Cave Filled with Hundreds of Witches’ Marks Suggests People Used Magic to Counter Disease, Death, and Other Evils
Originally written off as graffiti, experts have now declared that the hundreds of markings of squares, letters, mazes, and lines in an English cave system are actually witches’ marks – apotropaic marks that were used as a sort of protective ‘magic’ to ward off evil or bad luck. And it seems these worries were still rampant in the East Midlands, central England less than 200 years ago.
The witches’ marks, or witches’ marks, were not a hidden feature in the Creswell Crags, a well-known archaeological site in the East Midlands. As Heritage facilitator John Charlesworth, the acting tour leader when the discovery was made this past October, stated: “These witches’ marks were in plain sight all the time. ” They were just disregarded as modern tourist graffiti until some experts decided it was time to take a better look at the variety of signs covering the walls.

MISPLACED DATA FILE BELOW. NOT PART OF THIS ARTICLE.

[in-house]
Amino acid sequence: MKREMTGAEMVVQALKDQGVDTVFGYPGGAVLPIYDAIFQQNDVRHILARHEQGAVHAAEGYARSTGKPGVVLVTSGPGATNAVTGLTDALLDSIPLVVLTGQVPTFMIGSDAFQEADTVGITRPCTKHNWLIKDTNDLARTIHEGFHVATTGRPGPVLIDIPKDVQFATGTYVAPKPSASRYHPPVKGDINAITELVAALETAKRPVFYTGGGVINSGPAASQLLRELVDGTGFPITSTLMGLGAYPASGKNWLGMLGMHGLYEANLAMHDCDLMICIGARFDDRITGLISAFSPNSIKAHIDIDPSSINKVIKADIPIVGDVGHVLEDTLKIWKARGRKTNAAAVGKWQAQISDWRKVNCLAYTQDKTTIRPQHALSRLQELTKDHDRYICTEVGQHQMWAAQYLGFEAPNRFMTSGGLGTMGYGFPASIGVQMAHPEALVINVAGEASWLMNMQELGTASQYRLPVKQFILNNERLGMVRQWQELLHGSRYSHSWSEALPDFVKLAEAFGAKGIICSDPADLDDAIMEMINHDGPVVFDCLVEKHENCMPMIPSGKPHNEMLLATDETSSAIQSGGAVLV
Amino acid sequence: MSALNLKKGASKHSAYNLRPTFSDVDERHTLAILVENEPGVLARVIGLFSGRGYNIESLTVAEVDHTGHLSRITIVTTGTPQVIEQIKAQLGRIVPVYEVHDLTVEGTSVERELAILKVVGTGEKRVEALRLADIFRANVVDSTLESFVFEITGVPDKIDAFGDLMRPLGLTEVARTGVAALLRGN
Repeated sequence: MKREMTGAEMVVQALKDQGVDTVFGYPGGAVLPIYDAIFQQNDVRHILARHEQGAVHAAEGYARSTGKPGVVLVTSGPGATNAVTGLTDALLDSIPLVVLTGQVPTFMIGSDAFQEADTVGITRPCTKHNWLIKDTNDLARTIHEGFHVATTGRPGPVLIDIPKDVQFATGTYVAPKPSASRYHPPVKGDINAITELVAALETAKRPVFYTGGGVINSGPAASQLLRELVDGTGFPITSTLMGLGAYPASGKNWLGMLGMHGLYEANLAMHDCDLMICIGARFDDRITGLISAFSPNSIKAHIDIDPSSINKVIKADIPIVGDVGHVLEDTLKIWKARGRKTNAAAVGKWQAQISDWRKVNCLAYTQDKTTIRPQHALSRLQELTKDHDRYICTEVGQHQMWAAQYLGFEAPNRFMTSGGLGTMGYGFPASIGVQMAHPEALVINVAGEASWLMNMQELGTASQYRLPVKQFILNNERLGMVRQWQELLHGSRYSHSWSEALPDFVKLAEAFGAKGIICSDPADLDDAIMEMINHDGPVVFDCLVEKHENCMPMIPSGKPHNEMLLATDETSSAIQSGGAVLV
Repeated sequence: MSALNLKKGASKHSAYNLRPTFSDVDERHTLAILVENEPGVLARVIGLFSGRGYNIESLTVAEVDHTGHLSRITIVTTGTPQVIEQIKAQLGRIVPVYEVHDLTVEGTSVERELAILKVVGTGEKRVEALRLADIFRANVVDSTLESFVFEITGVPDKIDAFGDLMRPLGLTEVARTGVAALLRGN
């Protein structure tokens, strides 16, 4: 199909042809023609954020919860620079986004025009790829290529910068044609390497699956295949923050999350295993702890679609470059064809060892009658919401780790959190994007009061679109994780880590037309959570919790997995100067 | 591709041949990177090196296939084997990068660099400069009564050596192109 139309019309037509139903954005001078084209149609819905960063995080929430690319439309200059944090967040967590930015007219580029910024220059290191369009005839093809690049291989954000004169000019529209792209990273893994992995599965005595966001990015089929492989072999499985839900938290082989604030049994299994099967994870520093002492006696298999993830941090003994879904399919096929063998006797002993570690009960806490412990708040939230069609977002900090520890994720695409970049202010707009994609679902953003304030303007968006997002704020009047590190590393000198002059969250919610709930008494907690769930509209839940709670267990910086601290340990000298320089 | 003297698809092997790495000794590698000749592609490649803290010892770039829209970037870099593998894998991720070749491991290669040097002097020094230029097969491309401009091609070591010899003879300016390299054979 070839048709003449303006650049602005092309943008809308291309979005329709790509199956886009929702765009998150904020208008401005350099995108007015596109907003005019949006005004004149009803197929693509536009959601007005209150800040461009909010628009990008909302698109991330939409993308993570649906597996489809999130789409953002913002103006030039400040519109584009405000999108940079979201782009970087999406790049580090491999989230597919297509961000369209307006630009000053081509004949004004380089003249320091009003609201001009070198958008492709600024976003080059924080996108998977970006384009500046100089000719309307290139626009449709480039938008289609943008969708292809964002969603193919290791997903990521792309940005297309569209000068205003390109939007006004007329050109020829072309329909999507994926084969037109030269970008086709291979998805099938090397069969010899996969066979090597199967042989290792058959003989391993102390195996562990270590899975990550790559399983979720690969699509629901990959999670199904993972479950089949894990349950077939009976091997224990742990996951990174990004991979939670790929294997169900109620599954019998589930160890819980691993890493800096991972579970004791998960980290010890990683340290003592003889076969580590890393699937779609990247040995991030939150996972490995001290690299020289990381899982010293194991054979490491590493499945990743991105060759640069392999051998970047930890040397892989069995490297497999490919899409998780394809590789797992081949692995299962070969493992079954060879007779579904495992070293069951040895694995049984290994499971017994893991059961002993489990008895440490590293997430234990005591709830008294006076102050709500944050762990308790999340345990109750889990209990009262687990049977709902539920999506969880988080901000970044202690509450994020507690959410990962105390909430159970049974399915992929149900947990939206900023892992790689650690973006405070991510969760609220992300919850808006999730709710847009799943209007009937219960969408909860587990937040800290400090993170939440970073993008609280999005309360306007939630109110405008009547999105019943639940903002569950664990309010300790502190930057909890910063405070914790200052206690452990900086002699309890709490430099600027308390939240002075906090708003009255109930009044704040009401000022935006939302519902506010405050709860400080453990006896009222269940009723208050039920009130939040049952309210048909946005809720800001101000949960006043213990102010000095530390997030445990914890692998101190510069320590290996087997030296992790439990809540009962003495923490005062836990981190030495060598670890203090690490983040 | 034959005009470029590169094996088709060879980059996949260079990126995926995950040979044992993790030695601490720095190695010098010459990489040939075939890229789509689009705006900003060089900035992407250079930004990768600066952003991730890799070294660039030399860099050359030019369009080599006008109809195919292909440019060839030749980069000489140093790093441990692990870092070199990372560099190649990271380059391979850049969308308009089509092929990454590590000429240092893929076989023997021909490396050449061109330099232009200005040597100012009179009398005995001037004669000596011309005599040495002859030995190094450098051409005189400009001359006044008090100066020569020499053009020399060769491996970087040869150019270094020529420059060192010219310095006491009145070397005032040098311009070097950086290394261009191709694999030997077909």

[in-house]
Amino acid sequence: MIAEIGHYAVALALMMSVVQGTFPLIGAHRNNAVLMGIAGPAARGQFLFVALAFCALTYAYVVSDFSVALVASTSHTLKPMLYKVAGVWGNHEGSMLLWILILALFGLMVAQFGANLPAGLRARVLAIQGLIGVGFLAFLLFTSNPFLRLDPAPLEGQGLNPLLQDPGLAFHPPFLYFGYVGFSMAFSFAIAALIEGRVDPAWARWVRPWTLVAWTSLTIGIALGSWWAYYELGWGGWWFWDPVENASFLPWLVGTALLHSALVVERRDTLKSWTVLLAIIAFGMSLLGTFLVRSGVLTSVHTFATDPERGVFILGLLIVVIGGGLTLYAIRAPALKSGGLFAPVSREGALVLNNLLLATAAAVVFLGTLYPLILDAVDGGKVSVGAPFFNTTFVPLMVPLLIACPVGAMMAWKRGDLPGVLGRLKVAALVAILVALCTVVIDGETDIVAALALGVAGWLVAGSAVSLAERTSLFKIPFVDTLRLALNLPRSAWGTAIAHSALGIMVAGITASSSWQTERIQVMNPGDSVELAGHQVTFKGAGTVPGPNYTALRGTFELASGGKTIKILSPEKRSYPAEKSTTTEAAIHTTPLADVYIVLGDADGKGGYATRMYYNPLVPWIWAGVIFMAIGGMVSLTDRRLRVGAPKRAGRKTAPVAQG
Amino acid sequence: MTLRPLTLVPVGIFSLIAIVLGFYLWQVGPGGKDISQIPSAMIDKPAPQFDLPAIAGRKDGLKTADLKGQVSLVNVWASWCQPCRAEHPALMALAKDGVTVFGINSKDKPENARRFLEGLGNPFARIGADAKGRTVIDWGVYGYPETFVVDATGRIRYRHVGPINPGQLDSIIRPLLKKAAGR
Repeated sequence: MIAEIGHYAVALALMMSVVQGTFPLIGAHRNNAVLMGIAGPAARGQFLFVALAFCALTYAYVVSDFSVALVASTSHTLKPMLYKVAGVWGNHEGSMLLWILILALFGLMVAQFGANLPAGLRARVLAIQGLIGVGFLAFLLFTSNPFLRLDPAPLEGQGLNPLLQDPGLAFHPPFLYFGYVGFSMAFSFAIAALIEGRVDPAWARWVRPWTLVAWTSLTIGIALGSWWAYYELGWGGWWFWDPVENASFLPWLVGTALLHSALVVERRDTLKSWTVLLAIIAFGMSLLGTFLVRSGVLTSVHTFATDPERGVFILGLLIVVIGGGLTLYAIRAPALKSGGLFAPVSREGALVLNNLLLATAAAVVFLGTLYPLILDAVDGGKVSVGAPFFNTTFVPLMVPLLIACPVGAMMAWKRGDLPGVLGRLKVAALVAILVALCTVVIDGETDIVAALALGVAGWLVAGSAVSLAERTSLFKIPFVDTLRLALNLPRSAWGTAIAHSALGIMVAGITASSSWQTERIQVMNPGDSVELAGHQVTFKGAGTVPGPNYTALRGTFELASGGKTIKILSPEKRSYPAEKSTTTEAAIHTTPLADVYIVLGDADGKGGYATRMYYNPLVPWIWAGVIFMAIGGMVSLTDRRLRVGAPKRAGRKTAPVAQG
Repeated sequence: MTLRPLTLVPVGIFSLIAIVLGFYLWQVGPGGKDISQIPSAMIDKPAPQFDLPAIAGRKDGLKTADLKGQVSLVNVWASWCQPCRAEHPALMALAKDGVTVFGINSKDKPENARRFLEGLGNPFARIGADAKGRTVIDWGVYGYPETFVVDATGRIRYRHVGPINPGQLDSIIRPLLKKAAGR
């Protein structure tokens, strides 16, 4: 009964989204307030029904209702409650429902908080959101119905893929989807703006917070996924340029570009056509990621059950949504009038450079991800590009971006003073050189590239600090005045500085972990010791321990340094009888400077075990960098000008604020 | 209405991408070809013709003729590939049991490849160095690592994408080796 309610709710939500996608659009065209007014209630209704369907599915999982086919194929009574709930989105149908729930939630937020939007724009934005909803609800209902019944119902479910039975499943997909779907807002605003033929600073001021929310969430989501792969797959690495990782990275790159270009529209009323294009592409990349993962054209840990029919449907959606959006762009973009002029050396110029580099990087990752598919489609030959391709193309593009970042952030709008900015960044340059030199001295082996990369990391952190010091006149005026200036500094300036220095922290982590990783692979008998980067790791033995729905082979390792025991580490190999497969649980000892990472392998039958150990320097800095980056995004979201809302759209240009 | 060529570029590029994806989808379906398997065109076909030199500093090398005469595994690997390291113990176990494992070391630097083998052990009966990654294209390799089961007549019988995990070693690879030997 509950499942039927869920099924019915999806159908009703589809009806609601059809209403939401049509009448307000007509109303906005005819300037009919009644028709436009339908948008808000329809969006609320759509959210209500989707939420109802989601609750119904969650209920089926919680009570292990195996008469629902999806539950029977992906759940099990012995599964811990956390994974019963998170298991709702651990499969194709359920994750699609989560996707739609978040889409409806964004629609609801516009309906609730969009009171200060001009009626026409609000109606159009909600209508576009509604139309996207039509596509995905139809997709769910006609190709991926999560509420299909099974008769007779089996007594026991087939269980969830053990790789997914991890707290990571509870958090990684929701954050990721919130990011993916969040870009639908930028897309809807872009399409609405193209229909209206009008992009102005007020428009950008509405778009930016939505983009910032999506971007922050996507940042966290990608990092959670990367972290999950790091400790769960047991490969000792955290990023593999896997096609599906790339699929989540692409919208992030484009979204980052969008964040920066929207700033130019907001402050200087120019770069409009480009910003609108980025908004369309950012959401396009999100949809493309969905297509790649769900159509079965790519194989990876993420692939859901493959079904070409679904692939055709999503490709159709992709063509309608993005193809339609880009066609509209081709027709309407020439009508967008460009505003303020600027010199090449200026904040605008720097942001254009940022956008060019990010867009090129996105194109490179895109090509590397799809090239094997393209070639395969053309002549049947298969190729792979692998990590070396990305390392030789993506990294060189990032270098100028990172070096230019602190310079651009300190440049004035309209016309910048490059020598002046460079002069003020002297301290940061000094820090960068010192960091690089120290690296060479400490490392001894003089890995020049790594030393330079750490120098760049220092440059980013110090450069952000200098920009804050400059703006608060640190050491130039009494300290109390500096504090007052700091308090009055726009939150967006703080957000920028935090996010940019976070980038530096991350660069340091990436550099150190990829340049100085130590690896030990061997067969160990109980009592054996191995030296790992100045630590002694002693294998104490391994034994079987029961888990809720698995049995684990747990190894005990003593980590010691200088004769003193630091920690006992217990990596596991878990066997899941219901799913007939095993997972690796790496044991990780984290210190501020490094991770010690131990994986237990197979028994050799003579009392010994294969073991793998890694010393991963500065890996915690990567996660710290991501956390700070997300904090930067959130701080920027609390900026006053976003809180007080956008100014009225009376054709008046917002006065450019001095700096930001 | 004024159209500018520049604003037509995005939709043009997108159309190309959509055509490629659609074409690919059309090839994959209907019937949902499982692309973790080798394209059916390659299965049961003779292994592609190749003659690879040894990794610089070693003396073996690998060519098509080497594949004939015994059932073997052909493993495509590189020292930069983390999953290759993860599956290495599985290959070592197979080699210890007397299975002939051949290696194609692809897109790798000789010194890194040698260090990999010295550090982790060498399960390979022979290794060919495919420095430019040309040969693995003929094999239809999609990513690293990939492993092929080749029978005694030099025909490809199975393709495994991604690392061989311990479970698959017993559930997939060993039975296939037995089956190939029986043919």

What are Witches’ marks?
Despite their name, witches’ marks were not left by witches, instead they were meant to keep witches away, perhaps a better name would be ‘anti-witch marks’ or ‘ritual protection marks’. The Norfolk Medieval Graffiti Survey explains that they were one element used “in multiple layers of spiritual defence”, usually used alongside prayer and other rituals.
Witches’ marks have been found in houses, churches, and at other sites or on objects that people believed needed some layer of spiritual protection. The symbols were often placed near entryways into a space, around doorways, windows, and fireplaces.
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